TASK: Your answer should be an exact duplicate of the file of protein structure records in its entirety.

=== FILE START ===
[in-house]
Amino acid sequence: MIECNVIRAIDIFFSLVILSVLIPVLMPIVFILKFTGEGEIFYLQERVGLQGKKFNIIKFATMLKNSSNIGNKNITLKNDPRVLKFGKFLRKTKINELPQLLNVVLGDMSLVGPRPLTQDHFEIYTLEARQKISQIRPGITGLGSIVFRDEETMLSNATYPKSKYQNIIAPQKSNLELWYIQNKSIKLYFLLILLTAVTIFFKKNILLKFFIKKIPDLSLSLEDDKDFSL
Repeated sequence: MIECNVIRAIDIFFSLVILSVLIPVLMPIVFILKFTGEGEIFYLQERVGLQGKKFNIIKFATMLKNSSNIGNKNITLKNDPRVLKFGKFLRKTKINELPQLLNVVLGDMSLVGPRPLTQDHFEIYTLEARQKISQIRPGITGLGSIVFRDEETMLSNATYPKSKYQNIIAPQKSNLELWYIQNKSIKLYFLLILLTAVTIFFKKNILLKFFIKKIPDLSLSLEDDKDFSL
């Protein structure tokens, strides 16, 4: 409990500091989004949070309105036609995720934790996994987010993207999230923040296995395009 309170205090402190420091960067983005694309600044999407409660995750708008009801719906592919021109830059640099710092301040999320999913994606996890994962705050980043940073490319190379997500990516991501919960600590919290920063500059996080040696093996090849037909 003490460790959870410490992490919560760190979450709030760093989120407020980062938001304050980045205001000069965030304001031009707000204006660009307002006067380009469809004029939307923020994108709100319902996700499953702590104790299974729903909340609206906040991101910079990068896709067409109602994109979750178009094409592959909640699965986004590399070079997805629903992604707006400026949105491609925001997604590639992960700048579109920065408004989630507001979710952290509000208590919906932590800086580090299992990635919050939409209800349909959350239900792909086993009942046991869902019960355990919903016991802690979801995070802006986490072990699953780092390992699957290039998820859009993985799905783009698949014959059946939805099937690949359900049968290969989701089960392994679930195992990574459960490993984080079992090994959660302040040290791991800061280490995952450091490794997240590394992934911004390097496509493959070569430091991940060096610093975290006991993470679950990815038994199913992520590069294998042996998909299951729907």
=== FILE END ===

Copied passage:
[in-house]
Amino acid sequence: MIECNVIRAIDIFFSLVILSVLIPVLMPIVFILKFTGEGEIFYLQERVGLQGKKFNIIKFATMLKNSSNIGNKNITLKNDPRVLKFGKFLRKTKINELPQLLNVVLGDMSLVGPRPLTQDHFEIYTLEARQKISQIRPGITGLGSIVFRDEETMLSNATYPKSKYQNIIAPQKSNLELWYIQNKSIKLYFLLILLTAVTIFFKKNILLKFFIKKIPDLSLSLEDDKDFSL
Repeated sequence: MIECNVIRAIDIFFSLVILSVLIPVLMPIVFILKFTGEGEIFYLQERVGLQGKKFNIIKFATMLKNSSNIGNKNITLKNDPRVLKFGKFLRKTKINELPQLLNVVLGDMSLVGPRPLTQDHFEIYTLEARQKISQIRPGITGLGSIVFRDEETMLSNATYPKSKYQNIIAPQKSNLELWYIQNKSIKLYFLLILLTAVTIFFKKNILLKFFIKKIPDLSLSLEDDKDFSL
């Protein structure tokens, strides 16, 4: 409990500091989004949070309105036609995720934790996994987010993207999230923040296995395009 309170205090402190420091960067983005694309600044999407409660995750708008009801719906592919021109830059640099710092301040999320999913994606996890994962705050980043940073490319190379997500990516991501919960600590919290920063500059996080040696093996090849037909 003490460790959870410490992490919560760190979450709030760093989120407020980062938001304050980045205001000069965030304001031009707000204006660009307002006067380009469809004029939307923020994108709100319902996700499953702590104790299974729903909340609206906040991101910079990068896709067409109602994109979750178009094409592959909640699965986004590399070079997805629903992604707006400026949105491609925001997604590639992960700048579109920065408004989630507001979710952290509000208590919906932590800086580090299992990635919050939409209800349909959350239900792909086993009942046991869902019960355990919903016991802690979801995070802006986490072990699953780092390992699957290039998820859009993985799905783009698949014959059946939805099937690949359900049968290969989701089960392994679930195992990574459960490993984080079992090994959660302040040290791991800061280490995952450091490794997240590394992934911004390097496509493959070569430091991940060096610093975290006991993470679950990815038994199913992520590069294998042996998909299951729907």